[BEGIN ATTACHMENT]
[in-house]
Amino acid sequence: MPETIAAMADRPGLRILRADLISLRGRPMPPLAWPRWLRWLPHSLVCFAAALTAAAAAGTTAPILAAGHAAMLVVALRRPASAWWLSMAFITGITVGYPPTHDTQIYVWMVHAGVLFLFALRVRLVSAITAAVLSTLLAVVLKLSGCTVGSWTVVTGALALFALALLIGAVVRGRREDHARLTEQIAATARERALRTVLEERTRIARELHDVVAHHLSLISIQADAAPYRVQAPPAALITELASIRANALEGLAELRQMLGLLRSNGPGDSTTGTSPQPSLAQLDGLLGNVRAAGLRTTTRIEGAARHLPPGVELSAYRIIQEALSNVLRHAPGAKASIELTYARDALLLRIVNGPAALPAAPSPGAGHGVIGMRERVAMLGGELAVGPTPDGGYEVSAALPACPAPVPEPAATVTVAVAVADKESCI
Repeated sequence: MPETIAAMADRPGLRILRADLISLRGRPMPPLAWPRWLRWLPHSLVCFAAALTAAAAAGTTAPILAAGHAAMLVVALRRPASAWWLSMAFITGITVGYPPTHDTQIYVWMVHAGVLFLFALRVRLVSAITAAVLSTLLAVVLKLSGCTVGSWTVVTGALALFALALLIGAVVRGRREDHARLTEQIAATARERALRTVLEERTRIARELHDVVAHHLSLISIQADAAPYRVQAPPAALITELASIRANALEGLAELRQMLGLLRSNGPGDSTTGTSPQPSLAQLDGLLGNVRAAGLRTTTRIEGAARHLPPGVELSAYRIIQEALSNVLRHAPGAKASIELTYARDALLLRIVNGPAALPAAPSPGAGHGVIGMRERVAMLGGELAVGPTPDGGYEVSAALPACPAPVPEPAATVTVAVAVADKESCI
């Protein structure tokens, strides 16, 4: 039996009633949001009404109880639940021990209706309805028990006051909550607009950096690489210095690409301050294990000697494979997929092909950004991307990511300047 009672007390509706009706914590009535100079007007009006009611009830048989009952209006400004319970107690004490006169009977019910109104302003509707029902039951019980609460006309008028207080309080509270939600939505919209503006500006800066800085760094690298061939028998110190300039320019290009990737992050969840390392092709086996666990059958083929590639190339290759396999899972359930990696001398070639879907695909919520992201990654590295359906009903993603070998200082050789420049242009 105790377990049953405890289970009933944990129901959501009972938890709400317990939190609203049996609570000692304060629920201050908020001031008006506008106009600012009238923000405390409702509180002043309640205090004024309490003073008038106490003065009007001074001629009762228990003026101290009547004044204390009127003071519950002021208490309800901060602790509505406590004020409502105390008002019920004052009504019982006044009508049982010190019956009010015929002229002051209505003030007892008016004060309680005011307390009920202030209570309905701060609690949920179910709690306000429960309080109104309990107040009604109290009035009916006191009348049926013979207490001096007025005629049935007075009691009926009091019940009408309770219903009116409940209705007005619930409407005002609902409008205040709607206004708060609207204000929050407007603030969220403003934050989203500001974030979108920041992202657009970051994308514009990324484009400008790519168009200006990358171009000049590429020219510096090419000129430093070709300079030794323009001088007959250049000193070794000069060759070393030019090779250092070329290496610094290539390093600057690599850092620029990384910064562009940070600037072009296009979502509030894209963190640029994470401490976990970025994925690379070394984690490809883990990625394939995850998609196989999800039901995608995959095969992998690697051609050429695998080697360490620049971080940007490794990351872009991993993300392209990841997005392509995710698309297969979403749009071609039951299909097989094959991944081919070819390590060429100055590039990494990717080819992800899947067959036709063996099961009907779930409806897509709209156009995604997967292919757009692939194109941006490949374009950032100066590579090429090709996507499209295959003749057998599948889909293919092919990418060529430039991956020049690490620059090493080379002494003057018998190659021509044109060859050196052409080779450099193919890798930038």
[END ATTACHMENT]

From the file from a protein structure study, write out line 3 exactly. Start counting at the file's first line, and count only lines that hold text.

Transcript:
Repeated sequence: MPETIAAMADRPGLRILRADLISLRGRPMPPLAWPRWLRWLPHSLVCFAAALTAAAAAGTTAPILAAGHAAMLVVALRRPASAWWLSMAFITGITVGYPPTHDTQIYVWMVHAGVLFLFALRVRLVSAITAAVLSTLLAVVLKLSGCTVGSWTVVTGALALFALALLIGAVVRGRREDHARLTEQIAATARERALRTVLEERTRIARELHDVVAHHLSLISIQADAAPYRVQAPPAALITELASIRANALEGLAELRQMLGLLRSNGPGDSTTGTSPQPSLAQLDGLLGNVRAAGLRTTTRIEGAARHLPPGVELSAYRIIQEALSNVLRHAPGAKASIELTYARDALLLRIVNGPAALPAAPSPGAGHGVIGMRERVAMLGGELAVGPTPDGGYEVSAALPACPAPVPEPAATVTVAVAVADKESCI